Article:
The construction of the Esztergom Cathedral was the biggest church building project in the first part of the 19th century. Prince Primate Sándor Rudnay (1819 - 1831) started looking for an architect to draw up the plans for the new Cathedral in 1820. First, he commissioned Ludwig von Remy, the director of the Royal Architectural Chancery in Vienna to prepare the plans. At the same time, also one of Remy’s junior architects, the young Pál Kühnel drew up his own ideas and, in the end, the Prince Primate decided on Kühnel’s plans. In compliance with Rudnay’s instructions, Kühnel designed a huge ecclesiastical complex on the Castle Hill of Esztergom - a veritable Hungarian Vatican. Unfortunately, from this impressive plan only the Cathedral and some of the canonical houses were realized. Demolition and rubble removal work began and on 23 April 1822, the day of Saint Adalbert the foundation stone was laid. The construction manager was Pál Kühnel’s nephew, János Packh, to whom we owe the removal of the Bakócz Chapel to its present location. The red marble chapel built in the 16th century is the only remaining Renaissance monument in Hungary. Its preservation for posterity was the achievement of Packh, who incorporated the chapel into the Cathedral in 1823 after dismantling it in 1600 pieces and changing its orientation. The construction of the Basilica with Packh in charge proceeded at a good pace and by Primate Rudnay’s death in 1831 first the side-chapel on the right of the Cathedral, dedicated to Saint Stephen the Martyr, then one of the arches supporting the dome had been completed. When Rudnay died, the main walls of the building, the four huge pillars which were to support the dome and the connecting arches had already been erected and the building of the arch of the sanctuary had been under way.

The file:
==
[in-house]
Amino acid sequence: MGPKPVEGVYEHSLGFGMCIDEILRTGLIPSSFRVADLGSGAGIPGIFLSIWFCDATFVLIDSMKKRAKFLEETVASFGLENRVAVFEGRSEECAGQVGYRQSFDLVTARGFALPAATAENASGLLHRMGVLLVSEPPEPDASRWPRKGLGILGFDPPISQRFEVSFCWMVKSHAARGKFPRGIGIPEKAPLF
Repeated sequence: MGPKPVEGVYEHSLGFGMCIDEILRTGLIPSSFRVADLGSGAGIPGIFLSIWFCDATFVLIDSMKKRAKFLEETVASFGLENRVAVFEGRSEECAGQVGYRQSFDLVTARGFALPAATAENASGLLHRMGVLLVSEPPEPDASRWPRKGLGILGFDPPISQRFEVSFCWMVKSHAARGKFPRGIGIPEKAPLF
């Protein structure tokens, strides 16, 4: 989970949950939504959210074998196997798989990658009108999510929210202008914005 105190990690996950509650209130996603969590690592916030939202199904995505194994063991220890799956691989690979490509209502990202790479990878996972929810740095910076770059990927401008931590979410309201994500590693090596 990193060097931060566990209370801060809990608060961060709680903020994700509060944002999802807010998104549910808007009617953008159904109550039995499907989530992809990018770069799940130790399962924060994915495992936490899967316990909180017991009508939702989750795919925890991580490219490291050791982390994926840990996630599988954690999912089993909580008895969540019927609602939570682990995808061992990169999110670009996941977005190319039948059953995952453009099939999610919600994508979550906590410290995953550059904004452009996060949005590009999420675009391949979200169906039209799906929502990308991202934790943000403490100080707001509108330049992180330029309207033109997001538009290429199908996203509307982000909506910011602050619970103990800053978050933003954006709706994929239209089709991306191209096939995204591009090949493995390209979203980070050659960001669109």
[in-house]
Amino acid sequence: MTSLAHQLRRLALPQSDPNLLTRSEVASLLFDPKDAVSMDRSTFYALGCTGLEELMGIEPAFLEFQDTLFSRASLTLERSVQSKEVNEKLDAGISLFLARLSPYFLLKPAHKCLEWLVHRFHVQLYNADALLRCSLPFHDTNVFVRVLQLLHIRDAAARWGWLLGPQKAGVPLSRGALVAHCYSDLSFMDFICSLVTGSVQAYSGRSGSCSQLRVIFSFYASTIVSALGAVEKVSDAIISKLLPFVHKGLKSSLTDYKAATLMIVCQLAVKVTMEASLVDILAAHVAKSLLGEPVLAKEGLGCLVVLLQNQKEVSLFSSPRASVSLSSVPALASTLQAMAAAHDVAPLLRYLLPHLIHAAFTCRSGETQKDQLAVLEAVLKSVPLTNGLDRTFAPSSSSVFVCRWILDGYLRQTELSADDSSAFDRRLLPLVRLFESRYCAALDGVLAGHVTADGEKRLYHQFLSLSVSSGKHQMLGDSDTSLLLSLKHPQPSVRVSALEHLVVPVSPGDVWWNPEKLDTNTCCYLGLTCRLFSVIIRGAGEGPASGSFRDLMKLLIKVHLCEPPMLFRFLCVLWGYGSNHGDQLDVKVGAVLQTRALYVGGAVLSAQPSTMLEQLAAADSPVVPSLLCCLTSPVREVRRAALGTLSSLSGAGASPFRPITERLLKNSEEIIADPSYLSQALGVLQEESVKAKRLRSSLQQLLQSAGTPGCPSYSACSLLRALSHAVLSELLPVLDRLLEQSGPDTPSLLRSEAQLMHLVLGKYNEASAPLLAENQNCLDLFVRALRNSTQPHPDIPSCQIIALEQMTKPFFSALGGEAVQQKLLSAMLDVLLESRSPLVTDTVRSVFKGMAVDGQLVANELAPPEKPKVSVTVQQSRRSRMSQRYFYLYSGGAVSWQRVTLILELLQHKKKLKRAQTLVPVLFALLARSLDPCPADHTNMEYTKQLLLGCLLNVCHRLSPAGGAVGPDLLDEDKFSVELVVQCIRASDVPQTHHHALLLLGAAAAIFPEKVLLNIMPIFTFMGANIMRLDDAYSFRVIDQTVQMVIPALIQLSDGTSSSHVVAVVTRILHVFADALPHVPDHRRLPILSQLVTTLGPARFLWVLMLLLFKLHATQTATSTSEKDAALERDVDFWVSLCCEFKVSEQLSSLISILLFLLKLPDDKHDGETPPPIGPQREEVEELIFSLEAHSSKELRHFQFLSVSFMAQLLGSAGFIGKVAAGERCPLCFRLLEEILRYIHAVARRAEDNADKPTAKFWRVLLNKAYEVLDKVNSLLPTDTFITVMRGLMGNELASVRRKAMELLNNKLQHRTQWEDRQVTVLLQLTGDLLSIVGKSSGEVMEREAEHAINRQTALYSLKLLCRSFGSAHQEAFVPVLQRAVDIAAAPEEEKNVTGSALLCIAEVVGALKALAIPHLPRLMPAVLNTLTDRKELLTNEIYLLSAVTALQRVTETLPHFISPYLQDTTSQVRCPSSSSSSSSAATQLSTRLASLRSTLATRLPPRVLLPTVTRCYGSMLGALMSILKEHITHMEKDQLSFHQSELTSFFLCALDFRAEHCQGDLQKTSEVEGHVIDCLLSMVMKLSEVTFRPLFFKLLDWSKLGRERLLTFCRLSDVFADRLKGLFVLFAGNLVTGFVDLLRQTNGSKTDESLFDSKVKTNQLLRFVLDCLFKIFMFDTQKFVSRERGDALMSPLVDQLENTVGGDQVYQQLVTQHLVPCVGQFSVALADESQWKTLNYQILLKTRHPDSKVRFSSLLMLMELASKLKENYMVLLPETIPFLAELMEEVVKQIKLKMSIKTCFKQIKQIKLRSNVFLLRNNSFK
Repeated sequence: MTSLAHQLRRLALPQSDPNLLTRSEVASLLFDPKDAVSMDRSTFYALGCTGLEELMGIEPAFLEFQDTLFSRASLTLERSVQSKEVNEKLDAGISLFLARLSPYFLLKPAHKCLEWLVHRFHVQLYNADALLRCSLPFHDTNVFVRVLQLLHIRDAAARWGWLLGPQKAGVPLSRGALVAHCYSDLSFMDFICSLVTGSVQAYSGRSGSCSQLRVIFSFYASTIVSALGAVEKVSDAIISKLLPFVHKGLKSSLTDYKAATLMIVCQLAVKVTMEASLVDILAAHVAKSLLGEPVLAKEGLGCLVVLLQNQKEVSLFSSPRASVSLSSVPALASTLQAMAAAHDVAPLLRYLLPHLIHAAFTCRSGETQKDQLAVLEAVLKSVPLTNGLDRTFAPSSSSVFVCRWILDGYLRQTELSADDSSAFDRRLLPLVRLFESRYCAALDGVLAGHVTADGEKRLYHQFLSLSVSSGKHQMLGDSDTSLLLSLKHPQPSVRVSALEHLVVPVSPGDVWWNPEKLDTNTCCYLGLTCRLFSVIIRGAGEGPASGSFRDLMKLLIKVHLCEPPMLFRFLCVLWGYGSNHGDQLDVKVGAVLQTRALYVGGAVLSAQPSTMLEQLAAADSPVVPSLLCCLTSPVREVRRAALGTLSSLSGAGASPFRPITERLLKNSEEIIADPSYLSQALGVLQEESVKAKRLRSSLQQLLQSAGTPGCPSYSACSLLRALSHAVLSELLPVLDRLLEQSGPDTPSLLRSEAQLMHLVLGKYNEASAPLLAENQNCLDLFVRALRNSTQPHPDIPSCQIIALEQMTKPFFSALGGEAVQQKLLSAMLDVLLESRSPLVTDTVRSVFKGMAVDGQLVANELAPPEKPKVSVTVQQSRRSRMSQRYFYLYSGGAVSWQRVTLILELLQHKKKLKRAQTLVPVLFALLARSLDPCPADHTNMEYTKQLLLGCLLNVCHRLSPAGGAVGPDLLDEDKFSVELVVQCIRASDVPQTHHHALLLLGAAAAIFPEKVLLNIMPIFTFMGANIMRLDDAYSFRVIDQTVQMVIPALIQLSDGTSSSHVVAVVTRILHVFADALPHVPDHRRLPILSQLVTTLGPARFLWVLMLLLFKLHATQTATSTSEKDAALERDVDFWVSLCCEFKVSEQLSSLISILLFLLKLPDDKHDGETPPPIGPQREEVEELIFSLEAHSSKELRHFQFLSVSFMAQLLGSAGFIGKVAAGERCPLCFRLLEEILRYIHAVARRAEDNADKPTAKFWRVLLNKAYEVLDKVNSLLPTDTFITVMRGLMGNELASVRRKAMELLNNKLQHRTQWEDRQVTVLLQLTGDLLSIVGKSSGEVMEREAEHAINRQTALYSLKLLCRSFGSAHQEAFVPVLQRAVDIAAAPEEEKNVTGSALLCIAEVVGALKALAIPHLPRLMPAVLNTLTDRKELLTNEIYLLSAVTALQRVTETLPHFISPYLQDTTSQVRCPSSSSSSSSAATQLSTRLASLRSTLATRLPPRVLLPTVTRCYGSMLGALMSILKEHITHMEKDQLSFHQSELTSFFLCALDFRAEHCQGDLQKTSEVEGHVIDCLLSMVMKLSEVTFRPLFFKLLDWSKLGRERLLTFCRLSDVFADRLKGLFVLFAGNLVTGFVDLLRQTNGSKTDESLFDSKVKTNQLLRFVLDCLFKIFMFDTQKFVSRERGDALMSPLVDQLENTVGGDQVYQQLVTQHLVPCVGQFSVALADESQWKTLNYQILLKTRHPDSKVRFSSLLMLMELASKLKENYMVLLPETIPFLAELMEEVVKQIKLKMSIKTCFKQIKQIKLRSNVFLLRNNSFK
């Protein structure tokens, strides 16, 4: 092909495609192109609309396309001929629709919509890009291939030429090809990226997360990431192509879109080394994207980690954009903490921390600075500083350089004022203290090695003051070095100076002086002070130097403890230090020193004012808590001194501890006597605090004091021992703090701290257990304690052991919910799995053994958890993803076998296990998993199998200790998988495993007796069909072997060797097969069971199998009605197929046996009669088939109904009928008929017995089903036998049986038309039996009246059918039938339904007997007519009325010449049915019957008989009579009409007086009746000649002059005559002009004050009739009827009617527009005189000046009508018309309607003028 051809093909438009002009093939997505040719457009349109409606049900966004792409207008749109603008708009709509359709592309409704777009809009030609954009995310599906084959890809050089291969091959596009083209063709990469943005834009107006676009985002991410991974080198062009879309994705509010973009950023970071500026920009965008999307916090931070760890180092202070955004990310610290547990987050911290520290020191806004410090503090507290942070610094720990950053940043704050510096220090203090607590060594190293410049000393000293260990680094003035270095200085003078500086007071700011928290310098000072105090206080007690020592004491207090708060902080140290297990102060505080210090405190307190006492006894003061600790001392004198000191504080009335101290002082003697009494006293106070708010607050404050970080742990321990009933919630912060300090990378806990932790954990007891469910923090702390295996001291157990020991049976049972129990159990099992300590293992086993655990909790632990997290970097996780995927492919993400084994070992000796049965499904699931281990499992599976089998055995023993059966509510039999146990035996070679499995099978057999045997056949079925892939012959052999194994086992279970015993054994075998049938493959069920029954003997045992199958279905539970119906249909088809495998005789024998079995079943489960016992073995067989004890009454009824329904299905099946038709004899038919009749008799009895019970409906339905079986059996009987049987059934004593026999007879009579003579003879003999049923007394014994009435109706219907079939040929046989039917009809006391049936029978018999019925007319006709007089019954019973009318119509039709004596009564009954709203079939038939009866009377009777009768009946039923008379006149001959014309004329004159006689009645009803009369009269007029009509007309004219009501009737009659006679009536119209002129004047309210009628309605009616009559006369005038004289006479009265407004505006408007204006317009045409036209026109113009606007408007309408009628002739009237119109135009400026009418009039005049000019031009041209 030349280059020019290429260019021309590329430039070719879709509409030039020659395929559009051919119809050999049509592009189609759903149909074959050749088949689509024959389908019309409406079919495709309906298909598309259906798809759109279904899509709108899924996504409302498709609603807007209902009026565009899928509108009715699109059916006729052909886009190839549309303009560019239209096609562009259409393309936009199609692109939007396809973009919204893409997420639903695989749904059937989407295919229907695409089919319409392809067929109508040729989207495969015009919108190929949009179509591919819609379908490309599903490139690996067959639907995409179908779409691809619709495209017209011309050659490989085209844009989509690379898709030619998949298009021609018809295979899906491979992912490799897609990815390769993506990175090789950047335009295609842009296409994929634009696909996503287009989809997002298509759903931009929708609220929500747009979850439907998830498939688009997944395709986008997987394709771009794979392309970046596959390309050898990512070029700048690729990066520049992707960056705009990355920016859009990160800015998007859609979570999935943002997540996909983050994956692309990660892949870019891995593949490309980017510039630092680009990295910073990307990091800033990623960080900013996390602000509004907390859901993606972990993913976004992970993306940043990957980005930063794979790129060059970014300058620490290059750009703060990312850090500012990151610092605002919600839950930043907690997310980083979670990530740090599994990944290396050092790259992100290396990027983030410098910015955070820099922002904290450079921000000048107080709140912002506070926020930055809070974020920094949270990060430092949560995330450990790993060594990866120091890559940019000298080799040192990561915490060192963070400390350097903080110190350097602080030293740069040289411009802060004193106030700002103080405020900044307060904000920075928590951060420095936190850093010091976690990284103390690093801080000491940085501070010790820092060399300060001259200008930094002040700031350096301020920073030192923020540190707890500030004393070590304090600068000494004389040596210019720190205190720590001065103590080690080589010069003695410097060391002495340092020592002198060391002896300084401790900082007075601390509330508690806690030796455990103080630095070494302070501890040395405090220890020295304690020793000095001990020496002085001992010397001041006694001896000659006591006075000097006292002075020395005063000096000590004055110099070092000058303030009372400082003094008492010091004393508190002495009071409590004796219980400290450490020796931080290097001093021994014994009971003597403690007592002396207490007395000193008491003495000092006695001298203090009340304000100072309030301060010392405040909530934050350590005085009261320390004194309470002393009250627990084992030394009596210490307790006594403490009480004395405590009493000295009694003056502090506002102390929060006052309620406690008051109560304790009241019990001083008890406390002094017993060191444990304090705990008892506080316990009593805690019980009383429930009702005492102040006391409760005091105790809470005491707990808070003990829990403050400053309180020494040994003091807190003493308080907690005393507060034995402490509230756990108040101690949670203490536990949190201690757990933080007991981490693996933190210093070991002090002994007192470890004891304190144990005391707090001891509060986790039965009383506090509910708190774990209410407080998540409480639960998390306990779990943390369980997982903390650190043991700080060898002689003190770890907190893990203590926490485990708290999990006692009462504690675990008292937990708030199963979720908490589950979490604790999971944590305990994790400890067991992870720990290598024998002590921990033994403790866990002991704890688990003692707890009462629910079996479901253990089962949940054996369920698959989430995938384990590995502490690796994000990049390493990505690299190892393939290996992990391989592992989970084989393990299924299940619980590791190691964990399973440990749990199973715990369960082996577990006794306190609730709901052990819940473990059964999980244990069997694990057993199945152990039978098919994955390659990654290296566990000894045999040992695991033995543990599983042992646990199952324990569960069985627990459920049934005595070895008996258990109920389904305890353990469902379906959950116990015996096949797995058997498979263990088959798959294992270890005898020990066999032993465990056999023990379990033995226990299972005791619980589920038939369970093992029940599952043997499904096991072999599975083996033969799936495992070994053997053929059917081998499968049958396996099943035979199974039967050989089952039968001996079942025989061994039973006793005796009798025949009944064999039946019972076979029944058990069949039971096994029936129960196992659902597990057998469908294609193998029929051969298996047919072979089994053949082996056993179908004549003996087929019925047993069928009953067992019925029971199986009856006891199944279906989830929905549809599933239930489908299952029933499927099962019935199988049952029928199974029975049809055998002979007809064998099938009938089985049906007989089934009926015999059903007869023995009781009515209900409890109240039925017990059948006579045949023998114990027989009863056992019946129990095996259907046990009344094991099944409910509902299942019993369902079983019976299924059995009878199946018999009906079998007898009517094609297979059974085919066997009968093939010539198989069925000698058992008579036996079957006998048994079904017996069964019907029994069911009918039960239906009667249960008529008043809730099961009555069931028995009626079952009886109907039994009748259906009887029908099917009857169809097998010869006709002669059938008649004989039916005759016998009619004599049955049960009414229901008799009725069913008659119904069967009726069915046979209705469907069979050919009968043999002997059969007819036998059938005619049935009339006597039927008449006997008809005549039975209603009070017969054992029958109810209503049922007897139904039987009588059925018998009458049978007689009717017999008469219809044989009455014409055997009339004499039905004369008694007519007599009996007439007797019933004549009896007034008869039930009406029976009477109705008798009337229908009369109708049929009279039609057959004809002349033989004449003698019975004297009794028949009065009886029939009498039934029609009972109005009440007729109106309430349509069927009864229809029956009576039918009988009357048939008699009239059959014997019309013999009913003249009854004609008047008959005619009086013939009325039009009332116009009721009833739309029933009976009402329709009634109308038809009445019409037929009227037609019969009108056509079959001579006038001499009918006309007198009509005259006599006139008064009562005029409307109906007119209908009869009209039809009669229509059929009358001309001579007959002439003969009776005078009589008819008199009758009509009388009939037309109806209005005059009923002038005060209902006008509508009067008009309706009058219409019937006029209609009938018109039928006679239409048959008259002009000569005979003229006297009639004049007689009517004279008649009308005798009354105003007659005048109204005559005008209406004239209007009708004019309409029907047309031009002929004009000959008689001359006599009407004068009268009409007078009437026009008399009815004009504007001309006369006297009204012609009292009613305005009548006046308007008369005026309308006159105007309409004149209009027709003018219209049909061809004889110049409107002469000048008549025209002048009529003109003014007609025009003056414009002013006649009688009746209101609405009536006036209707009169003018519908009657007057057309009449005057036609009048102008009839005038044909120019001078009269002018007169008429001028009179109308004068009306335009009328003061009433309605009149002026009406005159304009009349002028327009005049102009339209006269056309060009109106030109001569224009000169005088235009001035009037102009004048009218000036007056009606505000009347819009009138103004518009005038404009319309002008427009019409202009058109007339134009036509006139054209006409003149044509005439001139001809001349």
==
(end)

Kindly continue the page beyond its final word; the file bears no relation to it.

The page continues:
The construction continued only after the appointment of the Bishop of Veszprém, József Kopácsy to the Archbishop of Esztergom (1839 - 1847). Then, however, a new obstacle occurred when János Packh, the expert manager of the construction was murdered in his home and the project was left without skilled supervision. Primate Kopácsy then commissioned József Hild to to proceed with further work. Hild constructed the dome with an iron structure, which was unprecedented in Hungary at that time, and he elevated the drum and surrounded it with columns. His aim was to increase the monumentality of the church by making it a spectacular view even from a greater distance. The construction proceeded without further impediment until the death of Primate Kopácsy in the autumn of 1847. By then, the arches had been completed and the cross had been placed to the top of the dome.